To the English imagination, the Inquisition represents the perverse extreme to which religion and law can tend in the Catholic setting. The religio-political institutionalization of sadomasochistic pleasure within the prisons of the Inquisition is a regular feature in gothic fiction from The Monk to Melmoth the Wanderer , and beyond. Ireland takes pleasure in dilating on the fevered imaginings of his incarcerated hero and heroine. He makes sure that the terms of these fantasies are not ignored. The Conte, for instance, wanders in his dreams through scenes of sadistic excess:. Again he slumbers—the horrid scene continues—he strives in vain to render her assistance—now, he is habited as a criminal, in the Act of Faith, he approaches the faggot—Maddalena Rosa is already chained to the stake—now, the ardent flames consume her garments—her beauteous hair now blazes—her flesh is scorched—her limbs wreathe in anguish—she cries for mercy—he hears her shrieks—again he wakes—the piercing cry still vibrates in his ear.

    This erotic fantasy brings various gothic obsessions together. The Inquisition is a useful trope for religio-political violence, and when it is coupled with the excessively victimized female, as it is here, it begins to suggest the ways in which such dominant fictions work in private fantasy. Ireland uses these materials to write such an overheated passage, I would argue, because they are connected in the English imagination to sexual license and sadomasochistic pleasure. As the last volume of the novel develops, both characters are tormented by the sadistic inquisitors in quasi-pornographic terms.

    Marcello is tortured because he will not break his vow and explain what he was doing in the convent after hours. Cords encircled his wrists, which were then passed through pullies. The officials drew the ropes, and the Conte was suspended by his hands to the ceiling. During this interval, a ponderous mass of lead was attached to his ankles [. During this torture, the question was repeatedly posed; but the Conte maintained a resolute silence.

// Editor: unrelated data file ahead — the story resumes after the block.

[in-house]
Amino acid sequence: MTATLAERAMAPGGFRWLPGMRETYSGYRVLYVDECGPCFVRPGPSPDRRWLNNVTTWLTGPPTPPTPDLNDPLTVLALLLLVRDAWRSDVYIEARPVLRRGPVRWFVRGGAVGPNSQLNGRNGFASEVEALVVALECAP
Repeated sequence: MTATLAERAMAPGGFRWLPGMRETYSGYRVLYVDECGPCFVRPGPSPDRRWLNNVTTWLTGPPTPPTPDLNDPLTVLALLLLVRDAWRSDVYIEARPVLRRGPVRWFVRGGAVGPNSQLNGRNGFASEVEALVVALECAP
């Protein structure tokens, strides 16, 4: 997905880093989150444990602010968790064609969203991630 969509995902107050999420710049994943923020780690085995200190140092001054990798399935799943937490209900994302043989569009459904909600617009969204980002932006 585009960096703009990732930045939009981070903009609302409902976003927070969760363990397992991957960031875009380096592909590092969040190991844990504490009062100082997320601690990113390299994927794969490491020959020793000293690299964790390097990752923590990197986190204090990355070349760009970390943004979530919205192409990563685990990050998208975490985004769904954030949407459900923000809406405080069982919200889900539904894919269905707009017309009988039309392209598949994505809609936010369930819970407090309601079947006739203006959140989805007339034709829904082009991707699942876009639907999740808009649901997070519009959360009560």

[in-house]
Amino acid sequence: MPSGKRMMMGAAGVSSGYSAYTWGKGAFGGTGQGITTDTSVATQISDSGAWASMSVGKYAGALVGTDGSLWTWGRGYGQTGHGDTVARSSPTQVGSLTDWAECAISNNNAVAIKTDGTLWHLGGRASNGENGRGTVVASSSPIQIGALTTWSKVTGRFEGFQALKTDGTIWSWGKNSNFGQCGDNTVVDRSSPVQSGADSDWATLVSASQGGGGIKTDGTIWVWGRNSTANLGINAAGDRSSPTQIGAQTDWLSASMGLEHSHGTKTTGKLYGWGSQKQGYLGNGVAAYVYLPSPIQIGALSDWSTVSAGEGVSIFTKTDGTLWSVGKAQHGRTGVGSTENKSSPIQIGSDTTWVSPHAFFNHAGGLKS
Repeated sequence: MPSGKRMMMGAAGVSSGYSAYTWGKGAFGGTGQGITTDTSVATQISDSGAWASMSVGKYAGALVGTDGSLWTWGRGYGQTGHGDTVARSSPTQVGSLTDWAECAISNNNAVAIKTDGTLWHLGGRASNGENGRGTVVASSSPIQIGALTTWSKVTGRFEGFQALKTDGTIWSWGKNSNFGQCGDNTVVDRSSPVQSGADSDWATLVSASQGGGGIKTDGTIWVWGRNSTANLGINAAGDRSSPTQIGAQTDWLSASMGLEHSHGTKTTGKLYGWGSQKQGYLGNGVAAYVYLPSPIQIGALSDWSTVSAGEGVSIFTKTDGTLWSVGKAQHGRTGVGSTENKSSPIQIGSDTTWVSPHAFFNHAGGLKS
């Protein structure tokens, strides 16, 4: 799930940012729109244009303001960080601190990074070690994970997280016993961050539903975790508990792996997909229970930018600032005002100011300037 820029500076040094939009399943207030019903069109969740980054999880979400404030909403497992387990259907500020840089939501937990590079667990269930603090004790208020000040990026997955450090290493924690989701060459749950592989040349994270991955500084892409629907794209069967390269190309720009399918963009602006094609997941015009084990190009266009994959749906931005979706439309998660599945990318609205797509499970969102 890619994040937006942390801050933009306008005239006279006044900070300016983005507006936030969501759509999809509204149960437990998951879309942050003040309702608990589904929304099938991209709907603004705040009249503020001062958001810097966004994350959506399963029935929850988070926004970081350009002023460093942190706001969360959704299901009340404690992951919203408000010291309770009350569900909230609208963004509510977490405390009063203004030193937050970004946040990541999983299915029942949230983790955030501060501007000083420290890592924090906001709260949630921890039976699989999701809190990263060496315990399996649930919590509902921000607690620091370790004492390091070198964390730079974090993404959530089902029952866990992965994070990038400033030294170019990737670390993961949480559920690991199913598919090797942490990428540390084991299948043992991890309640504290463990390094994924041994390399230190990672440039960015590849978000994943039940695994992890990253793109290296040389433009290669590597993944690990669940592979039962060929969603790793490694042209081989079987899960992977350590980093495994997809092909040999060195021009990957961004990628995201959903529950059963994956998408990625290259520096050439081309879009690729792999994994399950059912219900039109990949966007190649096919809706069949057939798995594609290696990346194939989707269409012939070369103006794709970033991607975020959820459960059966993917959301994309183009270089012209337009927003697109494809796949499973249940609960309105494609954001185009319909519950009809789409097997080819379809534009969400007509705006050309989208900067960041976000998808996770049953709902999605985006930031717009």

In an instant, the rope was slackened, and he came with violence to the pavement. The sudden jerk dislocated every joint: the torment was too acute, and an agonized groan escaped his lips. With this detailed description of physical torture, more elaborately detailed than similar scenes in The Monk or Melmoth the Wanderer , Ireland seems to take pleasure in the image of the stripped and suffering male. By taking such care with description, he eroticizes the broken male body, just as Radcliffe and Dacre do.

    He pushes the familiar image of the wounded castrated gothic hero to an extreme: stretching him on the rack and jerking him suddenly to earth. He torments him with physical torture and insists on outlining the details of that torture for the reader. Often such a fate is only imagined in gothic fiction.

    Groans and muffled beatings are common. But in this case, the reader is forced to watch as the hero is tied and stretched and indeed almost dismembered. Like his contemporary the Marquis de Sade, in other words, Ireland takes pleasure in presenting the suffering male form. The notion of the Inquisition, in other words, enables Ireland to bring all these concerns together in this single image. When Maddalena is brought forward for similar treatment, the effect is strikingly different.

    Ireland uses this moment to present the reader with a stripped and supplicating female character, and once again the sadomasochistic intentions are palpable. The hand covering her naked breast also suggests vulnerability and tenderness. But the other images here—the alabastrine bosom and the cold and polished surface of marble, with which her cheeks are compared—suggest cold rigidity and polished smoothness.

    For all the pain and supplication apparent in the pose, there is also a rock-like hardness to her stance that even the threat of torture cannot pierce. If he is weak and broken by the torture he has experienced, then she is strong, strong enough to preserve them both and their honour as well.

    In a classic gothic reversal, he must take strength from her, and she must inspire the courage that she can alone respect. Maddalena becomes a slightly sadistic figure here herself, chiding her hero for his weakness and giving him an example of greater strength and greater ability to withstand suffering. Like the Abbess, in other words, Maddalena knows what it means to be a woman in this culture that fixates on the power and sensibility of the male. Later, their pain is rewarded. The suffering hero and heroine are vindicated, and the true villains of the piece are exposed.

    Padre Ubaldo and his accomplice are condemned to death at the stake, and the Abbess herself is condemned to a physically and emotionally degrading series of penances. She faces exposure and ridicule both in her convent and in the streets of Rome. Sometimes, she cursed herself for having yielded to the agonies of the moment, and divulged her crime.